This book provides a standardized analytical method for drying a single fine particle (disk). It is, however, expected that by the use of these results, process design and operation procedures for industrial dryers such as fluidized beds which deal with particle assembly, convective types for bulk materials and so on could be developed in industry as well as in academic research. The author recommends the present book to not only engineers and researchers who are engaged in drying processes but also those with a wide variety of backgrounds in industry as well as college students in engineering.
Foreword Preface Acknowledgments
Chapter 1 Introduction
1.1 Drying media 1.2 Moisture in porous materials 1.3 Heat and mass transfer 1.3.1 Heat transfer 1.3.2 Heat sources 1.3.3 Mass transfer 1.3.4 Heat and mass transfer under vacuum 1.4 Mass and energy balances 1.5 Drying rate curves Nomenclature for Chapter 1 References for Chapter 1
Chapter 2 Experimental methods in drying
2.1 Measurement of drying rates 2.1.1 Forced convection 2.1.2 Natural convection 2.1.3 Vacuum 2.1.4 Microwave 2.2 Measurement of material temperature 2.2.1 Radiation thermometer 2.3 Measurement of moisture content of wet materials 2.3.1 Local moisture content 2.4 Measurement of permeability and capillary pressure 2.4.1 Drainage methods Nomenclature for Chapter 2 References for Chapter 2
Chapter 3 Drying models
3.1 Air drying 3.1.1 Model for drying periods 22.214.171.124 Configuration of water 126.96.36.199 Luminosity on the surface of the material 3.1.2 Model for standardization of drying curves 3.1.3 Standardization of drying curves 3.1.4 The first falling rate period and the critical moisture content 3.2 Superheated steam drying 3.2.1 Evaporation zone model 188.8.131.52 Constant rate period 184.108.40.206 Critical moisture content 220.127.116.11 Falling rate period 3.2.2 Drying rate curves at atmospheric pressure 3.3 Drying under vacuum 3.3.1 Drying rates in air 3.3.2 Drying rates in superheated steam 3.3.3 Drying rate curves in air and in superheated steam 3.3.4 Drying under super-cooling 3.4 Microwave drying 3.4.1 Drying rate curves Nomenclature for Chapter 3 References for Chapter 3
Chapter 4 Physical properties of porous materials in drying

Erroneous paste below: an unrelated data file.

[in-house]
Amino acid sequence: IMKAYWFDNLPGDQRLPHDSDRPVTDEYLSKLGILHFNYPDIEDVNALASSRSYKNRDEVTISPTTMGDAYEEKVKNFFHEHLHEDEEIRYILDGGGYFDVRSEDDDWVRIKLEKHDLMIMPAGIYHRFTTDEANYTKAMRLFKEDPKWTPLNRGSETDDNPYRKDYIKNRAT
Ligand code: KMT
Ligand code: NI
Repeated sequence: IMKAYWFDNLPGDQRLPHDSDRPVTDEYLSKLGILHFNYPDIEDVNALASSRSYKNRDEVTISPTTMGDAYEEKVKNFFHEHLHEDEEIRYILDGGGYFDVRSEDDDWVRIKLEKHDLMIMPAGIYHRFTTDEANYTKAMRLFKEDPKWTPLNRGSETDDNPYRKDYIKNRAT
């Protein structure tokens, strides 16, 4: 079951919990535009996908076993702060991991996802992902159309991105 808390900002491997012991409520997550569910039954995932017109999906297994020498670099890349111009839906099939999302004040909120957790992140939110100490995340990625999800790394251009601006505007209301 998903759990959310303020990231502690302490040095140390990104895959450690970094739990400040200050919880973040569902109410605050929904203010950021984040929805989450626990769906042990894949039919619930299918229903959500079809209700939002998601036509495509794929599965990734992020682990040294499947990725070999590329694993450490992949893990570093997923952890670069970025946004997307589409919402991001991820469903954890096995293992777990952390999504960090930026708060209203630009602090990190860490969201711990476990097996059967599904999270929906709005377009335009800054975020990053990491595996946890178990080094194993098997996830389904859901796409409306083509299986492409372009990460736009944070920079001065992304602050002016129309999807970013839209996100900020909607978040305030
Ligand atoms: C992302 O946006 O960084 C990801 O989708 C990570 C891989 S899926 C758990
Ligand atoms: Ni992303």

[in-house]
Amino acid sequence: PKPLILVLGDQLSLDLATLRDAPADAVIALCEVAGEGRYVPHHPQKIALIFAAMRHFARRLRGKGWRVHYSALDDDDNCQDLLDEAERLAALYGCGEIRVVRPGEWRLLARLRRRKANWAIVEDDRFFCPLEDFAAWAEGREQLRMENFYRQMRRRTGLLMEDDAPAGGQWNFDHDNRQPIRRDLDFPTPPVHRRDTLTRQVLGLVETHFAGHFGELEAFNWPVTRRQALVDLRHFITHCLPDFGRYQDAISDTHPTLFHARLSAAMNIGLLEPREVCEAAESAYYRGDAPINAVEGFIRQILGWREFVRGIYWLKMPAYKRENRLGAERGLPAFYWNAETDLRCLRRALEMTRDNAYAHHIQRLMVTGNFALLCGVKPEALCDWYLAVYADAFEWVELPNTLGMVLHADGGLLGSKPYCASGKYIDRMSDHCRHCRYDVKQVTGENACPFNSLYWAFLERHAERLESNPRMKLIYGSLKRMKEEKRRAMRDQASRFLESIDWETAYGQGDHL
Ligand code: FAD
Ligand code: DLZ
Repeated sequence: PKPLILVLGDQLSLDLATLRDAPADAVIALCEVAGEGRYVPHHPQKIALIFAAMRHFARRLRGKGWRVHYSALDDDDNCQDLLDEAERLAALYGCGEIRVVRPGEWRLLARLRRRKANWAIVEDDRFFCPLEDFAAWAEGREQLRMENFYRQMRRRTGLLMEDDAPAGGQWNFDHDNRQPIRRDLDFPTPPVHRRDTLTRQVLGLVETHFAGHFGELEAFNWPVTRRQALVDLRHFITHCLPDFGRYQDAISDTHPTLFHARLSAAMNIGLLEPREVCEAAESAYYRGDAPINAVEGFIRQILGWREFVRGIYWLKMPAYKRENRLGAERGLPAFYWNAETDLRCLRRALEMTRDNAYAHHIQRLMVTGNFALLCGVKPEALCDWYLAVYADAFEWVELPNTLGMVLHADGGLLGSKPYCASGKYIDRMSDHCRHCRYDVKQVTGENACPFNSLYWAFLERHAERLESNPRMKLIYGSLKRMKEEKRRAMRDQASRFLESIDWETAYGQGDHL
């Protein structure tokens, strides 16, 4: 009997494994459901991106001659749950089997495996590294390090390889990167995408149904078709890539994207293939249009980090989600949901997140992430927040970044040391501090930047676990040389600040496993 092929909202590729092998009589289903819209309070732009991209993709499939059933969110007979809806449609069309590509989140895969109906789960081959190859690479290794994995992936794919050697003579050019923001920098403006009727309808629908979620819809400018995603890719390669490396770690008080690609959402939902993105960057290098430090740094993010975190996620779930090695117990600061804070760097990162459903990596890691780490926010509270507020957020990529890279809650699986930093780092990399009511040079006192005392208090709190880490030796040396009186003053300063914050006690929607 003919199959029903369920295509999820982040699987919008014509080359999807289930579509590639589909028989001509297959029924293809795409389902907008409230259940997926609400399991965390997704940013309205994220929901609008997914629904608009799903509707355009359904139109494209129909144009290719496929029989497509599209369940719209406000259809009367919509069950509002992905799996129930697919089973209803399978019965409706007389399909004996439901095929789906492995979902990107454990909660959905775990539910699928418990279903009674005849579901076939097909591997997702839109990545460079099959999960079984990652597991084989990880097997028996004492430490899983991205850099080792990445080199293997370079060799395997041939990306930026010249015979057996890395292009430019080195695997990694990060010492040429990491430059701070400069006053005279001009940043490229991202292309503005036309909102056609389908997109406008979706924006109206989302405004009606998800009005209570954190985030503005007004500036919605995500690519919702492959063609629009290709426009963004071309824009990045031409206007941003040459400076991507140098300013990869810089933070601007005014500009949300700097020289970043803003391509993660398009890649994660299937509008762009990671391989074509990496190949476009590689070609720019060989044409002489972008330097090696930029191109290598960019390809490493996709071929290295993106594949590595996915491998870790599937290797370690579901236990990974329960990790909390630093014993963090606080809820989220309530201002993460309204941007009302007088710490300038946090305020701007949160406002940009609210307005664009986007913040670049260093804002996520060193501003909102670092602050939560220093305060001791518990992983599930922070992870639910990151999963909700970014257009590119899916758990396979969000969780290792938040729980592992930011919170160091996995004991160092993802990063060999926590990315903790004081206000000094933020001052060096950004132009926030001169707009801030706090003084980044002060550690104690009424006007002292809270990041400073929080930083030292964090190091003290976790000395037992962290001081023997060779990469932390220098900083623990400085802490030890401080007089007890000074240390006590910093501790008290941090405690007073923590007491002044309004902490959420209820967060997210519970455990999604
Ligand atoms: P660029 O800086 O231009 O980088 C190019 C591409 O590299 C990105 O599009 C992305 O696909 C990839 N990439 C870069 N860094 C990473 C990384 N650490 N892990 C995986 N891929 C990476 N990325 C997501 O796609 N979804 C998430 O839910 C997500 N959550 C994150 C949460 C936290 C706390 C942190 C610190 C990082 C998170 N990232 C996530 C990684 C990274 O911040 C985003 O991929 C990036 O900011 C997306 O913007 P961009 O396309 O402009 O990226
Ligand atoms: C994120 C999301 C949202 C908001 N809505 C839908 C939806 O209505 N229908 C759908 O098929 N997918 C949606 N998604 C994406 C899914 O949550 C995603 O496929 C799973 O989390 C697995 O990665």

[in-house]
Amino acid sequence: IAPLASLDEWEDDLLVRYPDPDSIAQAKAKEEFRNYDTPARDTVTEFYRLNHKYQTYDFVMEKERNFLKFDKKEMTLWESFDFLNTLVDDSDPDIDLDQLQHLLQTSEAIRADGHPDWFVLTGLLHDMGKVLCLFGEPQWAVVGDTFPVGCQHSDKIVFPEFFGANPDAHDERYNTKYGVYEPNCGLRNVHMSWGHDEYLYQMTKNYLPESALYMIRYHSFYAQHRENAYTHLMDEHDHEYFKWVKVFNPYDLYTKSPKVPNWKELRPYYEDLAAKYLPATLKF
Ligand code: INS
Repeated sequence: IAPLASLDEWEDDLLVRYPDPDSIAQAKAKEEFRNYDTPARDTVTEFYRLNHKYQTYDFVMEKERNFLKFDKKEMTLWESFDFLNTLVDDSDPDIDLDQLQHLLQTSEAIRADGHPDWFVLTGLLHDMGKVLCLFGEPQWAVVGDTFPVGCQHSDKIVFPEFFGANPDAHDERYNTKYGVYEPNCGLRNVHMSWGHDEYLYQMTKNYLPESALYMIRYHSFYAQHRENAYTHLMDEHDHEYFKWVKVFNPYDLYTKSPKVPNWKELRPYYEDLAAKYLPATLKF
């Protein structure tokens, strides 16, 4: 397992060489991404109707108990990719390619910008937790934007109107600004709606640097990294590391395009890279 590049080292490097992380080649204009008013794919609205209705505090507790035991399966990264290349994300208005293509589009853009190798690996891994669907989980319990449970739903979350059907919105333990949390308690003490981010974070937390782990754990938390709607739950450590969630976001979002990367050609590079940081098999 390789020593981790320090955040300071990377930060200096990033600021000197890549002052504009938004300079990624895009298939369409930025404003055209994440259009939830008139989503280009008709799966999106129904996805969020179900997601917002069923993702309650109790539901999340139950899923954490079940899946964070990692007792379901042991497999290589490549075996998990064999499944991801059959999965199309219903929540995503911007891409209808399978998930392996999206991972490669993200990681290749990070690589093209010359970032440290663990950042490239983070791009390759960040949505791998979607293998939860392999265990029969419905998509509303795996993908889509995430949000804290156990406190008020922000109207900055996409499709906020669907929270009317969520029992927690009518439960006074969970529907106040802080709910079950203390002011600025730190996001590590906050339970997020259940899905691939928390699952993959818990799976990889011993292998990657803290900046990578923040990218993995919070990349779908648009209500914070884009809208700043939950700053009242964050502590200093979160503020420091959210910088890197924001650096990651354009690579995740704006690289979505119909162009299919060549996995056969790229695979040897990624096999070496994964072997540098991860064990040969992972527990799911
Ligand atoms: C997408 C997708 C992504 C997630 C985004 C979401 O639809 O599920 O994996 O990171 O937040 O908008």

4.1 Pore structure 4.2 Liquid-solid interface 4.3 Heat and mass transport properties Nomenclature for Chapter 4 References for Chapter 4
Chapter 5 Miscellaneous drying methods
5.1 Steam drying by humidity-swing drying schedule 5.2 Retention of volatile substances Nomenclature for Chapter 5 References for Chapter 5
Author index Subject index
Kenji Kamide is a chemist - turned economic historian. He was born in Fukui and graduated from the Kanazawa University in 1956 with a B.Sc. in chemistry. He received a D.Sc in polymer chemistry from the Tokyo Kyoiku University in 1963, a D.Engnr. in polymer engineering from the Tokyo Institute of Technology in 1971, a D.Phil. in membrane science from the Kanazawa University in 1990, an honarary D.Sc.from the Brandford University (UK) in 1991. He was also awarded a master degree in economics in 1990 and a Doctor of Economics in economic history in 1994, both from the Osaka City University. He worked for Asahi Chemical Industry Co. (Asahi Kasei) for 36 years. He moved to academics as aprofessor of clothing and natural poduct chemistry at the Kumamoto University (1993 - 1999) and then a professor of clothing and natural product chenmistry at the Nara Sangyo University (1999 - 2004). He published about 450 academic papers and book chapters. Among his numerous awards he received the Society Prizes from the Society of Fiber Science and Technology, Japan and the Society Prizes from the JJapan, respectivery and he is the 1998 Carothers Medalist (awarded by the Textile Institute, UK). He is a Chartered Chemist (UK), a Chartered Scientist (UK), and a Chartered Textile Technologist (UK).